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Hi I have been having a lot of trouble the past few days trying to get this to work.

Basically, I have to processes running (a server and a client) on two different terminals. The client reads a user input, saves it to a file (hello.txt), signals SIGUSR1 and then sleeps. The server then wakes up, reads the file (hello.txt), prints it, signals the client that it worked and then sleeps. The client then wakes up, prints that it was successful then waits for another user input.

There is more to it later but this is all I am trying to accomplish at the moment. I have had trouble finding examples using sigaction and SIGUSR1 between two separate, unrelated processes. Here is the code I have so far (bare with me, it was my first attempt with limited understanding).

server.c

#include <string.h>
#include <stdio.h>
#include <stdlib.h>
#include <signal.h>

volatile sig_atomic_t myFlag = 0;
static void myHandler(int);
struct sigaction newAction, oldAction;


int main(int argc, char* argv[])
{
    //setup signal stuff
    sigset_t zeromask;
    sigemptyset(&newAction.sa_mask);
    sigemptyset (&oldAction.sa_mask);
    sigemptyset(&zeromask);
    newAction.sa_flags = 0;
    newAction.sa_handler = myHandler;
    sigaddset (&newAction.sa_mask, SIGUSR1);
    if ( sigaction(SIGUSR1, &newAction, &oldAction))
            return;

    for ( ; ; ) {
            //Loop
            //This is so I can manually enter the pid into the client 
            printf("%d\n",getpid());
            while(myFlag == 0)
                    sigsuspend (&zeromask);
            myFlag = 0;
            printf("Got signal, process it\n");

    //signal occured process it
    }

    sigprocmask (SIG_SETMASK, &oldAction.sa_mask, NULL);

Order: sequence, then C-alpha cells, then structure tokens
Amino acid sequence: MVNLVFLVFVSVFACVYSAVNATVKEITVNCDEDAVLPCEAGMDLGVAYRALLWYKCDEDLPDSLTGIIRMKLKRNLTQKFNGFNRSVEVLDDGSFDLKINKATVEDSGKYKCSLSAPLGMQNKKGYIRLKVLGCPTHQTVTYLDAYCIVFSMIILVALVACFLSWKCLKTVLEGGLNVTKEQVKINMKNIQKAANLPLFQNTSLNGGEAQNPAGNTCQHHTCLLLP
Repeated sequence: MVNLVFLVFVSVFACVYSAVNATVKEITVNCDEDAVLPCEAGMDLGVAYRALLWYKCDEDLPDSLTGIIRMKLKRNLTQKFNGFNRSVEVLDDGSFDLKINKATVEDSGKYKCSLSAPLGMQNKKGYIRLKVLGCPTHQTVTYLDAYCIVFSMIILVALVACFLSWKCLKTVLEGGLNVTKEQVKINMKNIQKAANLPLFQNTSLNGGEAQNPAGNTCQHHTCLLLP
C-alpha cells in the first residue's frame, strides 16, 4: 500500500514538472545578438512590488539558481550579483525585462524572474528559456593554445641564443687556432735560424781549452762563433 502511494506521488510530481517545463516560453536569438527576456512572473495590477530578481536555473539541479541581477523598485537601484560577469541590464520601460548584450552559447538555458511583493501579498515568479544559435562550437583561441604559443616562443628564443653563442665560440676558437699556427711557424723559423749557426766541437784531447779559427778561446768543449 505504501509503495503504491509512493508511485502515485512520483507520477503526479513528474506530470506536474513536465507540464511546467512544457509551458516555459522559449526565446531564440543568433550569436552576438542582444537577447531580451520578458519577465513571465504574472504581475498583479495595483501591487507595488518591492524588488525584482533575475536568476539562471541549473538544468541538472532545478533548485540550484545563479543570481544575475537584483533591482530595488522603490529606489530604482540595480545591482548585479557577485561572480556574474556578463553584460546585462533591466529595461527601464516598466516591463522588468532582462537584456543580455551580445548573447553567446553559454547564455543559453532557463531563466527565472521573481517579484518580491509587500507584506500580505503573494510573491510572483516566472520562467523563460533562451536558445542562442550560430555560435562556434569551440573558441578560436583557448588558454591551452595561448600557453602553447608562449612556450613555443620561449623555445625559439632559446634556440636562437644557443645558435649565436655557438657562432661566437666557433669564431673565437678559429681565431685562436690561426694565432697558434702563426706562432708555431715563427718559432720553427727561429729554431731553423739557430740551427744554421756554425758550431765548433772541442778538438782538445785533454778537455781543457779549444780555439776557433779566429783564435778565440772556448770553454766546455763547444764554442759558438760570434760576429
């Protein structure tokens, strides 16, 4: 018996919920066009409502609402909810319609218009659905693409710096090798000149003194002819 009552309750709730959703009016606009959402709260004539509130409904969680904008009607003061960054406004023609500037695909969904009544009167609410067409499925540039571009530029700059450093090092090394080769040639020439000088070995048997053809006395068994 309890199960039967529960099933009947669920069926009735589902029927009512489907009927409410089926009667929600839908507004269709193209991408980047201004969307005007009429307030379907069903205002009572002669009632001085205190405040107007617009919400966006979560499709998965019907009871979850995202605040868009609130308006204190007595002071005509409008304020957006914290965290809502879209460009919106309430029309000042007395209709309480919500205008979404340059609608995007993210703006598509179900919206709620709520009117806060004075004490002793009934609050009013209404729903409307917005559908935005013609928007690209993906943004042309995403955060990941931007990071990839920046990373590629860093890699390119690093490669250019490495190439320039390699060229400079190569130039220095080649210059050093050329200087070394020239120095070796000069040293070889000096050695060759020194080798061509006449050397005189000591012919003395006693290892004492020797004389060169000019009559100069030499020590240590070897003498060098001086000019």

exit(0);
    }

static void myHandler(int sigNo) {
    myFlag = 1;

    printf("finally made it");
    sigprocmask (SIG_BLOCK, &newAction.sa_mask, &oldAction.sa_mask);
    return;
}

client.c

#include <string.h>
#include <stdio.h>
#include <stdlib.h>
#include <signal.h>

volatile sig_atomic_t myFlag = 0;
static void myHandler(int);
struct sigaction newAction, oldAction;


int main(int argc, char* argv[])
{
    printf("begin\n");
    //Signal stuff 
    sigset_t zeromask;
    sigemptyset(&newAction.sa_mask);
    newAction.sa_flags = 0;
    newAction.sa_handler = myHandler;
    sigemptyset (&oldAction.sa_mask);
    sigemptyset(&zeromask);
    sigaddset (&newAction.sa_mask, SIGUSR1);
    if ( sigaction(SIGUSR1, &newAction, &oldAction))
            return;
    sigprocmask (SIG_BLOCK, &newAction.sa_mask, &oldAction.sa_mask);

    //loop
    for ( ; ; ) {
            printf("This is where you would get user input\n");
            //Signal Server
            //For now I just manually enter the pid that was printed out when I ran server.c. This does not work and I do not think it is the right thing to do 
            kill(27514,SIGUSR1);
            //loop while waiting for server to respond
            while(myFlag == 0)
                    sigsuspend (&zeromask);

            myFlag = 0;
            printf("this is where you would process return signal\n");
    //signal occured process it
    }

    sigprocmask (SIG_SETMASK, &oldAction.sa_mask, NULL);
    exit(0);
    }

    static void myHandler(int sigNo) {
          myFlag = 1;
          sigprocmask (SIG_BLOCK, &newAction.sa_mask, &oldAction.sa_mask);
          return;
    }

FOR NOW, all this code is supposed to do is signal the server from the client. From there I will implement the rest. However, this does not work and I cannot seem to figure out.

Is kill the right command to use to implement SIGUSR1? Do I need to know the PID of each the client and server in order for them to communicate? Am I totally just doing the wrong thing?